– representative function

Oral language is said to be representative when you want to describe or report on a particular event or object. In general, it tends to be objective and sometimes formal (it is often used in labor relations), but this is not strictly necessary; it can also be used by family and friends when communicating.

The representative function can be appreciated in the following examples: “To prepare this recipe, you must first beat the eggs and then add the sugar. Be careful with the amounts”; “Luisa is doing very well in her work; it is possible that she will get a promotion soon ”; «It is estimated that sales will increase by 20% this year.»

– appellate function

Oral language fulfills an appellative function when its intention is to attract the attention of the receiver. Generally, we use it when we want to call a person. For example: «Paula, come here!»; “hey, Andrés, can you tell me the time?”; «Carlos! Help me pick up the dishes.»

Examples of spoken language

Below are other examples of spoken language. It must be taken into account that it is necessary to imagine that these examples are spoken in a real situation, otherwise they become examples of written language.

Examples of oral language with emotive function

– Pedro tells Andrés: “lately I feel very tired. I think I need to take a vacation.» Andrés replies: “I feel the same as you.”

– Emiliano tells Nestor: “you are a very important person in my life. You have helped me a lot».

Examples of oral language with representative function

– Gabriela wants to teach Carlos how to prepare a cake. For this she tells him: “Look, the first thing you have to do is beat the egg with the sugar. She waits for it to mix very well. Then you add the butter and integrate it.”

– Jaime has to describe to his boss a new product that they will launch on the market. That’s why he tells her: “This toothpaste will be different from the others because it will have a striking turquoise color. Also, it will have a stronger odor than conventional toothpastes.”

Examples of oral language with appellative function

– María sees Carlos from a distance and decides to call him: “Hey, Carlos! Come here.»

– Pedro’s mom needs a favor. That is why she says to him: “Pedro! Come closer for a moment. I need you to help me with something.»

– Ana is walking down the street and needs to find an address. To do this, she decides to consult a man: «Excuse me! Can you tell me where I can find the bank?”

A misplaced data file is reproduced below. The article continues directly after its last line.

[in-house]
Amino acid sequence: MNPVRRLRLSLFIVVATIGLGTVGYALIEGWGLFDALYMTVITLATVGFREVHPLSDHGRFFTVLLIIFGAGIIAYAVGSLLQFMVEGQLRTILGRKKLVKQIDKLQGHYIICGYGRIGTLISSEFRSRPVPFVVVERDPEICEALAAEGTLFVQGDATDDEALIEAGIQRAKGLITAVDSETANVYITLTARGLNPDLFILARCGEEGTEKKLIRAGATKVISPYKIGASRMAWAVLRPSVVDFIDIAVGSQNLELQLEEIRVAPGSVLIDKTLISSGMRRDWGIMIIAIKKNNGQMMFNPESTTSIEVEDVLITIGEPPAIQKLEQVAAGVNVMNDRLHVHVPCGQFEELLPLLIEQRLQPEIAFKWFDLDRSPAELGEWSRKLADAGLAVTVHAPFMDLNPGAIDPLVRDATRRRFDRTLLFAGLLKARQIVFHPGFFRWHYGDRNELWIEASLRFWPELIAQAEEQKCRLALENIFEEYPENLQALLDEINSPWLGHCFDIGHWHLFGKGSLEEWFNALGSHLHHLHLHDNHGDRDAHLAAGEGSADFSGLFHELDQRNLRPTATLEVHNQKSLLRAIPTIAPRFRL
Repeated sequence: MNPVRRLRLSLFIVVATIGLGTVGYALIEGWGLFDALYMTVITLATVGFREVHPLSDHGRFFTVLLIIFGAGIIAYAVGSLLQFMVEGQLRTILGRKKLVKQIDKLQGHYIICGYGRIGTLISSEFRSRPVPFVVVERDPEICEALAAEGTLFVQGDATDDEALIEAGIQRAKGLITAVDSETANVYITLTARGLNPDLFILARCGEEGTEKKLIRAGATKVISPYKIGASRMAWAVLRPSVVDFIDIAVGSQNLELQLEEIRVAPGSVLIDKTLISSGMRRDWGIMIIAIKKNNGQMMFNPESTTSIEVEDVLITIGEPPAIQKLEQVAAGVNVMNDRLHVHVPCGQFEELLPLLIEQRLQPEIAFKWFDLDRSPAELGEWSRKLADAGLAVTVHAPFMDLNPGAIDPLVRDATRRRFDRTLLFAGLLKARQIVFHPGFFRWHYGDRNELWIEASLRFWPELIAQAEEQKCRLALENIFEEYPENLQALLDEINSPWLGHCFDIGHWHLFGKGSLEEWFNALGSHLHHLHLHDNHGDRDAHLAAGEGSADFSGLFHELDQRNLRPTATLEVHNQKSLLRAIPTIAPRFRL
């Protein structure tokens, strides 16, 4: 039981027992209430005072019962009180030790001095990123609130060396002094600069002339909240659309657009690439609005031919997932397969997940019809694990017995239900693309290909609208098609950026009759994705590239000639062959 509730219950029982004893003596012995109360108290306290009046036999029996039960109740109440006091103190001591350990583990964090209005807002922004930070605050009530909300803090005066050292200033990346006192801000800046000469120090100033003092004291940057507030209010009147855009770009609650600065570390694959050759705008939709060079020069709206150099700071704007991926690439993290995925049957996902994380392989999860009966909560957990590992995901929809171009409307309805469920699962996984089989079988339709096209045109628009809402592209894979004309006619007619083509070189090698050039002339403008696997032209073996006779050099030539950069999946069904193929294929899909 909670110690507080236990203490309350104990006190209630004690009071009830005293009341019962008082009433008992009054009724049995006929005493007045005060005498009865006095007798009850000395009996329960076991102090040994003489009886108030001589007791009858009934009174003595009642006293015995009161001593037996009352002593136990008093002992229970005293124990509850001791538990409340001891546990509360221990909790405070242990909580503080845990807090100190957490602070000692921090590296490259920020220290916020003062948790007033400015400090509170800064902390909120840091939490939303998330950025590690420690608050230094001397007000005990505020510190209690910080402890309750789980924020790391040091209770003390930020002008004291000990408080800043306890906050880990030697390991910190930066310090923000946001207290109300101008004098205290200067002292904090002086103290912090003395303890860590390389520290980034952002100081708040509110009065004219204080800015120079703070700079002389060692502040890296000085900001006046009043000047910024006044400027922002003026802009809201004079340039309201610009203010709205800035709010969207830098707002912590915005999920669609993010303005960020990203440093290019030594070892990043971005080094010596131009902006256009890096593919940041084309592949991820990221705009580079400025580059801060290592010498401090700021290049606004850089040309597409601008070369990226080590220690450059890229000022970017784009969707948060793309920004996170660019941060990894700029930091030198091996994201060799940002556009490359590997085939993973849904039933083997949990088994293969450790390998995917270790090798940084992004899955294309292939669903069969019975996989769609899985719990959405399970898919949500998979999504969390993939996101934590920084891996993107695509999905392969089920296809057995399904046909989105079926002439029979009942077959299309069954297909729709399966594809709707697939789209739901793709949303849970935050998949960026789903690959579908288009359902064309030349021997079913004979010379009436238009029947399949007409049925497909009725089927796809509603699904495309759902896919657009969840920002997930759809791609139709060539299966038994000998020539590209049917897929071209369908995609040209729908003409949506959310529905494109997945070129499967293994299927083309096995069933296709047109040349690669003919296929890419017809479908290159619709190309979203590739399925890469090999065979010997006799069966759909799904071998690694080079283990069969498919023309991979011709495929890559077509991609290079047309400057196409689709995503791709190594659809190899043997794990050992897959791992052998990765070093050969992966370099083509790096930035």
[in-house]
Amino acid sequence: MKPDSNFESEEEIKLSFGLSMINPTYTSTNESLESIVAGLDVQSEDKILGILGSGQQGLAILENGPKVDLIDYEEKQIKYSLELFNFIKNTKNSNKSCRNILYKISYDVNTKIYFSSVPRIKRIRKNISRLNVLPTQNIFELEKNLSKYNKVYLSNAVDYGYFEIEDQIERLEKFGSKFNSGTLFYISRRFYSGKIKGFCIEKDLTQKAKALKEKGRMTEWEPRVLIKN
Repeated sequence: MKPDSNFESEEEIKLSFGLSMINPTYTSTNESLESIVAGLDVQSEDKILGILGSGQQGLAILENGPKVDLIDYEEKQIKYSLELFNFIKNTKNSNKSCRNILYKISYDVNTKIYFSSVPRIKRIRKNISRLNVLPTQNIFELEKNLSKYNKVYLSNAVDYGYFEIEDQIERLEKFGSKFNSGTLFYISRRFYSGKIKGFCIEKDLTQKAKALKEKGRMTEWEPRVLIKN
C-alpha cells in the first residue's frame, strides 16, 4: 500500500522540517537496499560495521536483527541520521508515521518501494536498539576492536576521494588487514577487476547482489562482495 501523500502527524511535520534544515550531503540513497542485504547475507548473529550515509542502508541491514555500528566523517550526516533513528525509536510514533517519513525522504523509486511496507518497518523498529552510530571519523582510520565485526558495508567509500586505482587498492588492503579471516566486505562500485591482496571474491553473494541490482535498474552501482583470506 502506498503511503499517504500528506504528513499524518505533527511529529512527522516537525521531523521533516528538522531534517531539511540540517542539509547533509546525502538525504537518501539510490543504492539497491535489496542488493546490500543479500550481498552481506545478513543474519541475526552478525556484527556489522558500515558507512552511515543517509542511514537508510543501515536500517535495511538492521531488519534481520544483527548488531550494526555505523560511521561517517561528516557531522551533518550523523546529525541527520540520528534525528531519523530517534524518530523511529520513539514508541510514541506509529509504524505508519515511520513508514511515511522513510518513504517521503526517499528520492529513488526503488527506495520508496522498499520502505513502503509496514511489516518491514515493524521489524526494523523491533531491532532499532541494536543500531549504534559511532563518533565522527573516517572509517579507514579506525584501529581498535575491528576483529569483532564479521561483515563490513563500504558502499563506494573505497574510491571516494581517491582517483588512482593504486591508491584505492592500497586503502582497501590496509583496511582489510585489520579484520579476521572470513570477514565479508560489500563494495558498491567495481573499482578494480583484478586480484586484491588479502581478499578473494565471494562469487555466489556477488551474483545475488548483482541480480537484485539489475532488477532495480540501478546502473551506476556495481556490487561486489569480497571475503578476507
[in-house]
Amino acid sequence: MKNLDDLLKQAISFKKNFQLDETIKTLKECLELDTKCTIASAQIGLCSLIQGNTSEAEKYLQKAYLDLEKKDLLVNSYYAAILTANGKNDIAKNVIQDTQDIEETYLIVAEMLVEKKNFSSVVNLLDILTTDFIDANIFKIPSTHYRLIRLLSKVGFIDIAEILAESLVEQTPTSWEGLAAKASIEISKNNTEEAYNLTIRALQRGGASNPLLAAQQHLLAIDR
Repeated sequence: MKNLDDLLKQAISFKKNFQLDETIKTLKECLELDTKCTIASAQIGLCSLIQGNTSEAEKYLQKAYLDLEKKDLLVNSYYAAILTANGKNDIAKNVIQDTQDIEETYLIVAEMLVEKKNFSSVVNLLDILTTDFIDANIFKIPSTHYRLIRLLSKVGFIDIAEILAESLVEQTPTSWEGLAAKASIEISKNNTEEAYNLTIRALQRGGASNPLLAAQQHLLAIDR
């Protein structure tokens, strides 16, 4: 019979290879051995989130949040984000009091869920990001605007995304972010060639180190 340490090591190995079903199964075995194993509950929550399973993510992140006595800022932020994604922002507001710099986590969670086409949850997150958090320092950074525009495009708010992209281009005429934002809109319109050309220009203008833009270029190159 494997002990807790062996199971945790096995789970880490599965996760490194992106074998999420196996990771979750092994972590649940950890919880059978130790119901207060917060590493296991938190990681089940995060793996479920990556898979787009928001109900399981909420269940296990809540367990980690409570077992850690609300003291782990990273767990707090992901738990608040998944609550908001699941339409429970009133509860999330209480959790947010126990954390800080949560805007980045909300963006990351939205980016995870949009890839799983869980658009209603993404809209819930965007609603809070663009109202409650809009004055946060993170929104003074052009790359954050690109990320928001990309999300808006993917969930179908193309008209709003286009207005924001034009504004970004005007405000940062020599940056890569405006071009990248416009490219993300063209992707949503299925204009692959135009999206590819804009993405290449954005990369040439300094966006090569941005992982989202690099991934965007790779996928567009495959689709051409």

Other examples

-Phone calls, in which there is a conversation between sender and receiver.

-The reading of the vows of a marriage in which the couple makes the vows in front of a judge.

-A political discussion in which the interlocutors give their opinions.

-The presentation of a project, be it business, real estate or others.

-The conferences, which are normally led by professional speakers.

-A political speech in a campaign, in which the speaker lists what he will do if they vote for him.

-A sermon in a temple, in which there is a transmitter and many receivers.

-The presentation of a thesis by a student.

-The presentation of the news, in which professional announcers intervene.

-The narration of a story from a father to a son.

-An informal conversation between two people who meet for certain reasons.

Themes of interest

Language functions.

Types of communication.

Language types.

References

Calderón, M. (2004) Development of oral language. Retrieved on May 28, 2020 from santafe.gov.ar
SA (2017) Spoken language features: types & examples. Retrieved on May 28, 2020 from study.com
SA (sf) Functions of oral communication. Retrieved on May 28, 2020 from sites.google.com
SA (sf) Oral language: characteristics and functions. Retrieved on May 28, 2020 from educacioninicial.com
SA (sf) Spoken language vs. Written Language. Retrieved on May 28, 2020 from Hamilton.edu
SA (sf) Spoken language. Retrieved on May 28, 2020 from en.wikipedia.org